How to Write Good Poetry

Federico Andreotti - The PoemJust like music, poetry is the language of the soul, an expression of the poet's sentiments, impression, outlook or just voice.  While most may consider poetry to be subjective, it can still stand out as appealing and impressive to a vast majority just as Shakespeare's, Wordsworth's, Byron's and many great poets' poems have. What makes these poems different?  What makes poetry really good that they are worth reading over and over again? Perhaps some of these points can help you understand how you may improve your mediocre poems to make a difference.





Grammar rules 

Poetry is just like literature.  Proper grammar and spelling rules have to be followed.  Just because it is poetry, doesn't mean that grammar can be ignored and phrases of words are more than enough.  On the contrary, while nouns may be highlighted with added adjectives, articles and prepositions may at times be ignored, provided the meaning of the context doesn't change.  Tenses have to be maintained throughout the poem, just as with literature, and it would be incorrect to assume that while the poem begins with the present tense, it is allowed to conclude with a past tense.  Make sure that what you write balances out grammatically correct.  Abbreviations are frowned upon, unless it has relevance. Shortened versions of words are acceptable and are often seen more in poetry than in prose.  


Style and structure

Every poem has a distinct style.  What is your style and what do you build your poem upon? Is your poem free verse or is it a rhyming poem?  If it is a rhyming poem, what syle does it follow, or what rhyming pattern does it follow? Is it a sonnet or a ballad, or a simple 4 lined, quatrain rhyme scheme?   

If your poem is a free verse, does it follow any free-verse styles as in just an unstructured display of poetic skill?  Or does it follow the rigid formats of Haikus, Acrostics, Tanka, Narrative Poems, Nonets, Blank Verses, etc. which are non-rhyming forms?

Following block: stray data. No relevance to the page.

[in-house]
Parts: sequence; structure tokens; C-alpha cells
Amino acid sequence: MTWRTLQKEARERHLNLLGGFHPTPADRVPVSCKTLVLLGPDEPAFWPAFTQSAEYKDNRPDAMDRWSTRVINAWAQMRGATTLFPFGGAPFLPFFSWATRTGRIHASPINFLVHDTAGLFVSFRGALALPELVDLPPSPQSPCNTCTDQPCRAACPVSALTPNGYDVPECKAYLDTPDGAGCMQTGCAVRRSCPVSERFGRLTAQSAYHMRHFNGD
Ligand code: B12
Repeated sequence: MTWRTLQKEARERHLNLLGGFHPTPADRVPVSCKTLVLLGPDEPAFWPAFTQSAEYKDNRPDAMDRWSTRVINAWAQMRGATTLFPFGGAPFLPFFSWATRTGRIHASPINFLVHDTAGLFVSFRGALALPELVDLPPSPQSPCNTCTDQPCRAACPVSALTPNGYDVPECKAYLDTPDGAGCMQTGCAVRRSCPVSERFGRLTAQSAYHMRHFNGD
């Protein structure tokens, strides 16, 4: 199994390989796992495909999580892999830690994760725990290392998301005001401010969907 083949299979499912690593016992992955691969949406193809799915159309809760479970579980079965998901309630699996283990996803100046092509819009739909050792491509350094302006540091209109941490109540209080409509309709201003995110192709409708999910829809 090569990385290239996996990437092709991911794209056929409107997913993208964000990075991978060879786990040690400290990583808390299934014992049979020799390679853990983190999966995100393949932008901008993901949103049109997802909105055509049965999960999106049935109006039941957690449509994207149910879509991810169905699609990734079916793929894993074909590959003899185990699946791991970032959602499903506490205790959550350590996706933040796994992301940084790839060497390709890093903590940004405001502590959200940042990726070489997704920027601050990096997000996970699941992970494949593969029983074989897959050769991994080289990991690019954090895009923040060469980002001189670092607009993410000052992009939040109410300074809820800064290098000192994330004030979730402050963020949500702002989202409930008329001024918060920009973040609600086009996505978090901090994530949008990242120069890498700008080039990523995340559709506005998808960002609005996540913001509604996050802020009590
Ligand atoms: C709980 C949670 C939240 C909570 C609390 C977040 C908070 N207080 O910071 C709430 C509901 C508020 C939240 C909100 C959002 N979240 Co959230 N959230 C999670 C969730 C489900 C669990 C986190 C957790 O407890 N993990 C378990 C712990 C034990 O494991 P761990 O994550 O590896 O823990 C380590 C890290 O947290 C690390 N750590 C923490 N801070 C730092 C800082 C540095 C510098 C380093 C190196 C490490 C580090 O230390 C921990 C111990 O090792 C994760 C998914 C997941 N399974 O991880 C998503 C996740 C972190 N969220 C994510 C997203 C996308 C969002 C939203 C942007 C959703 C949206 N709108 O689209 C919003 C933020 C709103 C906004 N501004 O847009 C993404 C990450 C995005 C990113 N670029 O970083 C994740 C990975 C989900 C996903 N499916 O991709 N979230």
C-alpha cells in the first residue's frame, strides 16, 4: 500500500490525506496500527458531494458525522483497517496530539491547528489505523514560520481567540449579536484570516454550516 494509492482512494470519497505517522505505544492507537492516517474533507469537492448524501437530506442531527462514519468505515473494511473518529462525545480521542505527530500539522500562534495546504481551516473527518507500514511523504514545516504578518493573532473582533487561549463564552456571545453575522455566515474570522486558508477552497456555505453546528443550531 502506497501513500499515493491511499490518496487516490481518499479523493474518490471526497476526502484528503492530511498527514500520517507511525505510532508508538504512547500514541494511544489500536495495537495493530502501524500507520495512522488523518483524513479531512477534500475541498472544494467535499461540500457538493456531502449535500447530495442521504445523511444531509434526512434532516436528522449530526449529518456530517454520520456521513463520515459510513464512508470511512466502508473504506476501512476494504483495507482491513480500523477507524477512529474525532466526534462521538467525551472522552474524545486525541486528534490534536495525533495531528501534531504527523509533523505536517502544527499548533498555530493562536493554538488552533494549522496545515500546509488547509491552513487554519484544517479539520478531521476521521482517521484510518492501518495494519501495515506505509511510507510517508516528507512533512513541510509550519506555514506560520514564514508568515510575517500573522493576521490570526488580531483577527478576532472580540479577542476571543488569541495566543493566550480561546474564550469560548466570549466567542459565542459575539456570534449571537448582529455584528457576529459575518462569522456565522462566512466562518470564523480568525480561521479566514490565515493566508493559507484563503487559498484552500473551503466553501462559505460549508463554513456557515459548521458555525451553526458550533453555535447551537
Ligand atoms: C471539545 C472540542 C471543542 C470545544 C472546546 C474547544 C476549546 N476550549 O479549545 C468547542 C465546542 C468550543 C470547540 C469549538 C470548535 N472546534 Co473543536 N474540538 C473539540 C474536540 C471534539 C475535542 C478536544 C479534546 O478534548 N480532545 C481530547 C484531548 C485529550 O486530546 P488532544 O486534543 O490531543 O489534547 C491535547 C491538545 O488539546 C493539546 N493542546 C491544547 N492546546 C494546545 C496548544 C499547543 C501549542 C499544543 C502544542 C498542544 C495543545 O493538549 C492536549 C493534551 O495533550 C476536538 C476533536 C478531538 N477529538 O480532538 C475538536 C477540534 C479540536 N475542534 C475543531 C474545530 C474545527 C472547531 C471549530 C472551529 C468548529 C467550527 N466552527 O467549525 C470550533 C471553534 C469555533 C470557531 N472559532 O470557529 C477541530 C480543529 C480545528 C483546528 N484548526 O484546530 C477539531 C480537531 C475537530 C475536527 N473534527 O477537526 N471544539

Bring character, style and identity to your poem by building it upon good poetic structure.  



Poetry, unlike prose, is very emphatic and to the point.  While prose may give lengthy descriptions of events or of the object of the theme, poetry on the other hand, is crisp, succinct, and cut and dry.  Imagery is poignant in poetry, where the use of a few words makes their mark upon the reader.  The use of synonyms of the ‘object of the theme’, along with adjectives to support them, makes for good, word-starved, yet descriptive poetry. 



Good poetry flows the way a good sentence is constructed, that is, its sounds and accents in poetry fall in line with the way words are spoken and sounds stressed in regular speech. Off beats, wrong stresses and forced sounds make reading poetry aloud more a pain than a pleasure. 



One very important aspect to consider is 'emotion'.  Good poetry always has an emotional setting or evokes emotions in the reader.  It may be a love poem or one that depicts anger, rage, disappointment, wonder, nature or any other setting.  Ensure that whatever emotions you portray in the poem; it does not topple the balance of the poem.  



Tips & Warning:  


  • Do not be very descriptive with long sentences and unnecessary filler words
  • Keep the theme and imagery of the poem consistent throughout the poem, that is, do not deviate from one setting to another.
  • Poetry in sentence form is short and sweet. Make sure the shortened version of normal sentences for poetry is grammatically correct.
  • Be consistent with the language style used. If it is an archaic form, do not mix it with modern versions.



Other Guides

How to Write a Shakespearean Sonnet


Image Credit: Federico Andreotti - The Poem at Wikimedia Commons